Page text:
Developing career management competencies among undergraduates and the role of work-integrated learning
Taylor and Francis
School of Business and Law
This paper explores undergraduate capabilities in career self-management and the influence of work-integrated learning (WIL). Career management competencies are an important aspect of individual employability and impact on wellbeing, graduate job attainment and long-term career success. Enhanced competencies among graduates can assist Faculty in achieving strong employment outcomes and support industry partners who wish to employ graduates able to self-manage their career pathways effectively amid flatter organisational structures and greater employee mobility. Our findings indicate that business undergraduates at one UK and one Australian university consider themselves reasonably proficient in career self-management yet variations exist across the different dimensions of self-awareness, opportunity awareness, decision-making learning and transition learning. Participation in work placements and study and employment characteristics influenced certain elements of career self-management. Our study highlights the importance of nurturing career management competencies in undergraduates and we discuss strategies, particularly in relation to WIL, which may promote effective career self-management. © 2016 Taylor & Francis.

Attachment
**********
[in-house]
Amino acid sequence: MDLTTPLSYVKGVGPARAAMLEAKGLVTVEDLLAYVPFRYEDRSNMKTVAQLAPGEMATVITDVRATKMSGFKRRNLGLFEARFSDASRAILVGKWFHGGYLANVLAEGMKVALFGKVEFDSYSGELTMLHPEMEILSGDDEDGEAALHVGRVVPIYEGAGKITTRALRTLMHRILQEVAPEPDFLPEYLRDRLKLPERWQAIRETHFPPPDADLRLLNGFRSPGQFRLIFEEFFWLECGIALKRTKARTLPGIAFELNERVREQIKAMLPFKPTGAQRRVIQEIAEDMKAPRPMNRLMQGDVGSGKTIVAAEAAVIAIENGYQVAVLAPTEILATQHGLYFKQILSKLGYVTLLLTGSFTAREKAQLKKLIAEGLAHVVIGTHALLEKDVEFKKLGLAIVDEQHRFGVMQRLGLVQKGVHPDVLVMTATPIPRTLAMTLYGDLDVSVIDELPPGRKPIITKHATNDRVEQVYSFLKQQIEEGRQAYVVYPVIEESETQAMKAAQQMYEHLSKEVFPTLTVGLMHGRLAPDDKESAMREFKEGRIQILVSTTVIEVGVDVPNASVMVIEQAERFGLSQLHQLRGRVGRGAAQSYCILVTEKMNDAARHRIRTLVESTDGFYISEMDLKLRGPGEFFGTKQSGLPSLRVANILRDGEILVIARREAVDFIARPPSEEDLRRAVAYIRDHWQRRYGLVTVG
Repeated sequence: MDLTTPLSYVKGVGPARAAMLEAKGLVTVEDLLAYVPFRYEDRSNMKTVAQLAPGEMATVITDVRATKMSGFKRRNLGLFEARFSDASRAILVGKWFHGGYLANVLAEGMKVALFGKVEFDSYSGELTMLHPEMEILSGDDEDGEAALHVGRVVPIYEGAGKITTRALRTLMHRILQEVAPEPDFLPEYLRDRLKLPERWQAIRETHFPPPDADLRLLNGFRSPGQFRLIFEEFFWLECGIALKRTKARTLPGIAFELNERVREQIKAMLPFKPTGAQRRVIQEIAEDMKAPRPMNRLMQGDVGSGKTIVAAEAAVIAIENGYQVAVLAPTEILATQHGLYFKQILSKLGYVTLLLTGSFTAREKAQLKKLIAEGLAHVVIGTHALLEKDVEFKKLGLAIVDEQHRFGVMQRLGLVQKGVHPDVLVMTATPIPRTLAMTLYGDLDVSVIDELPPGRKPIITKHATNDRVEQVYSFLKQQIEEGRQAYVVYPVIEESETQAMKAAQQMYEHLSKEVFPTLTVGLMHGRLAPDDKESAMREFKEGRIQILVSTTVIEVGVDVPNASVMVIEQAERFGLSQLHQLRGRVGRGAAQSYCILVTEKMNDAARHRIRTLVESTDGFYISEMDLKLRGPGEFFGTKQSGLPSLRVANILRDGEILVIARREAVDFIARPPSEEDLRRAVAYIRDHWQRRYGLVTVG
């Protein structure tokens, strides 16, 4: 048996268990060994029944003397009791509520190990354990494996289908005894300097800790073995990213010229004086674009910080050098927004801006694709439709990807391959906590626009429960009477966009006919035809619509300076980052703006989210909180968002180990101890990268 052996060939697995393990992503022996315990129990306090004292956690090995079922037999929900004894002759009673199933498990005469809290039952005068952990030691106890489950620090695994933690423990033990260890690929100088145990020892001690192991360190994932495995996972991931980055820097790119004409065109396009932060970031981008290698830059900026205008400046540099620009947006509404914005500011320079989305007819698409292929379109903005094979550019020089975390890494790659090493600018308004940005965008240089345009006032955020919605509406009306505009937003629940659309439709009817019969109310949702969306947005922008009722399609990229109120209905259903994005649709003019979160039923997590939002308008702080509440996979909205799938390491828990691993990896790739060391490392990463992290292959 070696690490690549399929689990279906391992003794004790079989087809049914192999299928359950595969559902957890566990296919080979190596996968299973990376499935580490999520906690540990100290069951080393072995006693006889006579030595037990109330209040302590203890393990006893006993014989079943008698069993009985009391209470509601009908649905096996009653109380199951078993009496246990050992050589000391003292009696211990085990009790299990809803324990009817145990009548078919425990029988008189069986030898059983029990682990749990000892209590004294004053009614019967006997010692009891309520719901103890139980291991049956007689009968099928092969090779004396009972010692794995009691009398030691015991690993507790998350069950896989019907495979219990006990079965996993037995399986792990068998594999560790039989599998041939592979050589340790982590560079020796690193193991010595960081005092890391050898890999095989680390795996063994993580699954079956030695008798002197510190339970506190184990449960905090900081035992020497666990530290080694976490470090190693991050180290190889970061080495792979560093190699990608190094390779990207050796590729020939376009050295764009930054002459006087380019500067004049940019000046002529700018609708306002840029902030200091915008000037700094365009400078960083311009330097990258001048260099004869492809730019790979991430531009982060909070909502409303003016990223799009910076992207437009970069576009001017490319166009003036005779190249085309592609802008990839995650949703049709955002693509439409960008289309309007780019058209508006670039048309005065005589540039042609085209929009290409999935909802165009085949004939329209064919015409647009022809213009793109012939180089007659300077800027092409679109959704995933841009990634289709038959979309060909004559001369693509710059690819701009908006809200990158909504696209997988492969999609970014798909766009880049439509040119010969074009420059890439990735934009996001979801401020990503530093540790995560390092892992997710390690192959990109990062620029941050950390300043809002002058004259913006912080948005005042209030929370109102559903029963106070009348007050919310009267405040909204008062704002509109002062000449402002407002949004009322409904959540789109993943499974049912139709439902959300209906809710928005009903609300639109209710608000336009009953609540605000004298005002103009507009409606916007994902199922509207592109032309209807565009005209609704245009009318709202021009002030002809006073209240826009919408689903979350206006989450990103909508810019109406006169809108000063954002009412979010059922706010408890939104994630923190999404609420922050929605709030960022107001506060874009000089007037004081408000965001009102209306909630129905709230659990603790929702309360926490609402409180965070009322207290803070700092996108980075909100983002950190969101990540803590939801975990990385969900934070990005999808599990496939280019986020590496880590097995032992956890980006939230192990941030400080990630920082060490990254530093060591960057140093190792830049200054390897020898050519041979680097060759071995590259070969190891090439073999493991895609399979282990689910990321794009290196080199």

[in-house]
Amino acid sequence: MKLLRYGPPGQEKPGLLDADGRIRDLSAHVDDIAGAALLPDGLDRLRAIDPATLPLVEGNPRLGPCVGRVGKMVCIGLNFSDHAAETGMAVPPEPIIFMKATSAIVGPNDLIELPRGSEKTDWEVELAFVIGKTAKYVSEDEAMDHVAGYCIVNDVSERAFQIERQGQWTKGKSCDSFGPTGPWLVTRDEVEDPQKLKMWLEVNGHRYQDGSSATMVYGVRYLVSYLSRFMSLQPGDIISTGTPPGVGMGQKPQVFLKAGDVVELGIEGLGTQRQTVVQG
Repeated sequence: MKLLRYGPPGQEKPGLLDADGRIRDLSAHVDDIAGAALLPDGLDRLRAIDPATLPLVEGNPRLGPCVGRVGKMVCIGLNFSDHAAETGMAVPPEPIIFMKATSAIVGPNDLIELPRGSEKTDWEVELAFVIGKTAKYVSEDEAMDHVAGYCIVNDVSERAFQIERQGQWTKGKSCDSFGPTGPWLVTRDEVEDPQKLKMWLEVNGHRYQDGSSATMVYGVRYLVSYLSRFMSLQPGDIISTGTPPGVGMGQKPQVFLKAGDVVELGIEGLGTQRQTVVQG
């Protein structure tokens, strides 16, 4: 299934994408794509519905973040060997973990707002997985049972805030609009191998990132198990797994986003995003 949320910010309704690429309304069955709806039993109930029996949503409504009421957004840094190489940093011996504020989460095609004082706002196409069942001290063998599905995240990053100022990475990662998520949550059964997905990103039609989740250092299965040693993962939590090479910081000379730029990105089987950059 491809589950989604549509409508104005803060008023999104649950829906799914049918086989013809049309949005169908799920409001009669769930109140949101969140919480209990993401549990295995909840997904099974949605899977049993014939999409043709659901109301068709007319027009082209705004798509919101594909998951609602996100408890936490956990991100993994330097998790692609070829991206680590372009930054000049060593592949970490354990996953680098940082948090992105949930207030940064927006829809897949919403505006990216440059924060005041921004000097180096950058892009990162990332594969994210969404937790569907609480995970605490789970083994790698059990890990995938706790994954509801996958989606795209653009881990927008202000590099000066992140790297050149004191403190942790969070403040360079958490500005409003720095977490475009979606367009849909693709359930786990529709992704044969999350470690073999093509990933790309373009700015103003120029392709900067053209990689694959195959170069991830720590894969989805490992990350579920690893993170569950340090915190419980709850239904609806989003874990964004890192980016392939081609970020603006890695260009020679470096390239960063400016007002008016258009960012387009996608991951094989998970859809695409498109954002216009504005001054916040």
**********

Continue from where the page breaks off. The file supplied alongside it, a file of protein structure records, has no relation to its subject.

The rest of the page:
Not open access